Botany, Gender, Natural Theology, Design, Natural Economy, Gender, Collecting
Alphonso Wood , Dr Greville , Anne Pratt , David Landsborough
An account of 'some of the most remarkable varieties of sea-weeds which are to be readily met with among rocks and pools, and which are often to be seen in the aquarium' (246). Opens by describing the beautiful forms of seaweed and its power to lead the mind towards 'the contemplation of the sublime excellence of Him whose handiwork is spread out in all creation'. Citing Charles Kingsley, believes seaweeds enable a woman to keep 'herself unspotted from the world'. (245) Citing Philip H Gosse's Aquarium, emphasises how seaweeds and insects depend on each other for sustenance and recommends algae for the aquarium as prodigious generators of oxygen. Describes the complex appearance, characteristics, scientific names, and typical location of several other types of seaweed including sea-grass, sea-tang, and Irish moss. Notes the popularity of certain types of seaweeds with the 'lady collector' and distinguishes the olive, green, and red seaweeds.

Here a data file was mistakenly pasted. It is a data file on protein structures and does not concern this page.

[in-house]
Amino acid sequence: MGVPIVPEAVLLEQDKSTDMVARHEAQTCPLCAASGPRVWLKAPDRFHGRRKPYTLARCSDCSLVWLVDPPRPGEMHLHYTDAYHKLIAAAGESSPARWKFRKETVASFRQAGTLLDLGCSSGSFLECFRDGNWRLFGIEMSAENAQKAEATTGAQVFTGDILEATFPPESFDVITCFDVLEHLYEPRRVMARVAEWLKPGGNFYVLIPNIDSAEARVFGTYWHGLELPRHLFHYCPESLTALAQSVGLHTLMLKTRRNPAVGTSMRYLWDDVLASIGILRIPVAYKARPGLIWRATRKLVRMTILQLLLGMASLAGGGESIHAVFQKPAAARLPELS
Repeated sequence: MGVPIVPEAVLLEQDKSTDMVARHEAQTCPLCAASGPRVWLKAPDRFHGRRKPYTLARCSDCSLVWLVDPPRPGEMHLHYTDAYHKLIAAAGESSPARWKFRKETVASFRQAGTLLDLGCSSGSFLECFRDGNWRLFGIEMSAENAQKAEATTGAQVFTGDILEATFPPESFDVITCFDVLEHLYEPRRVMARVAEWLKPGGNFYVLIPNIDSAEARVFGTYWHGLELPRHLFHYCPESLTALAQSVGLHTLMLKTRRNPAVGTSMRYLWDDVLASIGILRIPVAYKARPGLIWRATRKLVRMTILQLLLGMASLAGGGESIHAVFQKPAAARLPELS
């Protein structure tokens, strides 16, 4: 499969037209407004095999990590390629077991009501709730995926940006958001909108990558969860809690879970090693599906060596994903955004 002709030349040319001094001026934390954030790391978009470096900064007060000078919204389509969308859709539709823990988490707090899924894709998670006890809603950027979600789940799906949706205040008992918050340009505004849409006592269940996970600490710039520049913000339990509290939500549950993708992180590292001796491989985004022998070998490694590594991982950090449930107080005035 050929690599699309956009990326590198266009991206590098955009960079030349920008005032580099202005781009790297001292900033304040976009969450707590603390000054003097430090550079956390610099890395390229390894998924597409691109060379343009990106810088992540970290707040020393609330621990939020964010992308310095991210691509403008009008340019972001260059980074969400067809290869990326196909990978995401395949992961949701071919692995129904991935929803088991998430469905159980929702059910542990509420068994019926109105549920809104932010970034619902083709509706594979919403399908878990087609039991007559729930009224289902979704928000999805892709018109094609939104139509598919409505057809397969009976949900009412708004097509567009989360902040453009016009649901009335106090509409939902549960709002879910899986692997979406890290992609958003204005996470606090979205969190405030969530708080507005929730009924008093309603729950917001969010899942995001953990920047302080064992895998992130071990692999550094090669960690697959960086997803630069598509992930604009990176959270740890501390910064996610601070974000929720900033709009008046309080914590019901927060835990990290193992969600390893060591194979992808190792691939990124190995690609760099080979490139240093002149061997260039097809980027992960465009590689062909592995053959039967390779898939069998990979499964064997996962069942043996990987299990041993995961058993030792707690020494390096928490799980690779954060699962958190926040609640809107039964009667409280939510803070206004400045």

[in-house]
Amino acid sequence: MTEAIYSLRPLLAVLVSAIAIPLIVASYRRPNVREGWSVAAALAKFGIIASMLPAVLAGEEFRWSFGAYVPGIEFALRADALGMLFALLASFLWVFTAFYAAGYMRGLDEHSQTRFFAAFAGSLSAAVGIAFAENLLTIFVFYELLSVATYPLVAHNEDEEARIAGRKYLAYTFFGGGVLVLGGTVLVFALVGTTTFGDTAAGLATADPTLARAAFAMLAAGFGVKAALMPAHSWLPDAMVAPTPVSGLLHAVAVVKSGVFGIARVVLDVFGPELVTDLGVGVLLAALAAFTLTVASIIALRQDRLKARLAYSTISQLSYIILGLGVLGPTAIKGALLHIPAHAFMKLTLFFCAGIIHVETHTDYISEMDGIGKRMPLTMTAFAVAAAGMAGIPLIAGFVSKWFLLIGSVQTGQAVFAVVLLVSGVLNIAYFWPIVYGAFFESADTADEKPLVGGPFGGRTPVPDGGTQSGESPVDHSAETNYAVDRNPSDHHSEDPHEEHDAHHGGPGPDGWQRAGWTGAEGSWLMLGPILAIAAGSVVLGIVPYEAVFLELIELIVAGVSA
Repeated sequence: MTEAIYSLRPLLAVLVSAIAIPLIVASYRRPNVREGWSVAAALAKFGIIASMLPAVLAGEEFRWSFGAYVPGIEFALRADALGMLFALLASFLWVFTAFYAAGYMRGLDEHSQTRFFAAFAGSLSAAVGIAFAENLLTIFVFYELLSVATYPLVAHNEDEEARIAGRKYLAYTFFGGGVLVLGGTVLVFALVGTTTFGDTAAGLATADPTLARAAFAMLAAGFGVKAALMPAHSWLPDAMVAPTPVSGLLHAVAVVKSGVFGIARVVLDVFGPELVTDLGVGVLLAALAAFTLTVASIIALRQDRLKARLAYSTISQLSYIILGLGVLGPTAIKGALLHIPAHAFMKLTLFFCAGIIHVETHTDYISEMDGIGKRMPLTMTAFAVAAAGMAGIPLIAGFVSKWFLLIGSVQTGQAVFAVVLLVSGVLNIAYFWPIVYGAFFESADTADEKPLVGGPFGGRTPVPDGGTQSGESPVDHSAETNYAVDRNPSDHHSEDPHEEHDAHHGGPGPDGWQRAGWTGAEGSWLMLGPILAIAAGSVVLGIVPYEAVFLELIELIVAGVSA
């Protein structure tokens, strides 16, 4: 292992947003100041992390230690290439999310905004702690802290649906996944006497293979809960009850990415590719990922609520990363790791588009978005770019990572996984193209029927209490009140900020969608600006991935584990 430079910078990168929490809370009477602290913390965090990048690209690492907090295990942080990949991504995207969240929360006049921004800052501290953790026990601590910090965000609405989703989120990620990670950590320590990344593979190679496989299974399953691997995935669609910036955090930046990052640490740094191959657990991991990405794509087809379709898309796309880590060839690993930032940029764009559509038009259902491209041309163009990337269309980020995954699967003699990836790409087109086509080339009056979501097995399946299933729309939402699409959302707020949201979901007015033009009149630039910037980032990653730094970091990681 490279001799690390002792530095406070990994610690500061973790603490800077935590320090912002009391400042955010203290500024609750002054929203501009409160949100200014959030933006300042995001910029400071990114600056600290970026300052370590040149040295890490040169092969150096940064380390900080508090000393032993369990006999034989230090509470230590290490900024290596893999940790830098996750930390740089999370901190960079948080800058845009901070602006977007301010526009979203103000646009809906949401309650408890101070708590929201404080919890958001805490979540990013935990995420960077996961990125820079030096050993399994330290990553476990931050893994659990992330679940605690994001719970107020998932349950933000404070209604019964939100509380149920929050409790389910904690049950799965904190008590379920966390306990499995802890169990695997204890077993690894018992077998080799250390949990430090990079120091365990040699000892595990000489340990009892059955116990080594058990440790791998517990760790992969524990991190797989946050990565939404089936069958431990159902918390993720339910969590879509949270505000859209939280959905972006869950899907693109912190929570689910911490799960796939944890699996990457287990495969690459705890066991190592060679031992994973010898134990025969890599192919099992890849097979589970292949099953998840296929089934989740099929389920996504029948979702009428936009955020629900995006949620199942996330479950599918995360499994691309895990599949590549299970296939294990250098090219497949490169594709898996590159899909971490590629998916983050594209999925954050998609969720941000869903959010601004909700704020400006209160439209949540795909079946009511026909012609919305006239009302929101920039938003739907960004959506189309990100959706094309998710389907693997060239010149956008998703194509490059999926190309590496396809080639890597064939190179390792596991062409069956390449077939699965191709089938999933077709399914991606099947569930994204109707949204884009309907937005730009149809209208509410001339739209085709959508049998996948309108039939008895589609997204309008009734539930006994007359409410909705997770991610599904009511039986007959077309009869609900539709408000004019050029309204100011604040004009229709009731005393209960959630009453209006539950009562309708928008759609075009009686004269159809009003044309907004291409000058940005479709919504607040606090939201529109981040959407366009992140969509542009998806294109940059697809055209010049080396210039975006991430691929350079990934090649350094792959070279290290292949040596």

© Science in the Nineteenth-Century Periodical Project, Universities of Leeds and Sheffield, 2005 - 2020
Printed from Science in the Nineteenth-Century Periodical: An Electronic Index, v. 4.0, The Digital Humanities Institute <http://www.sciper.org> [accessed ]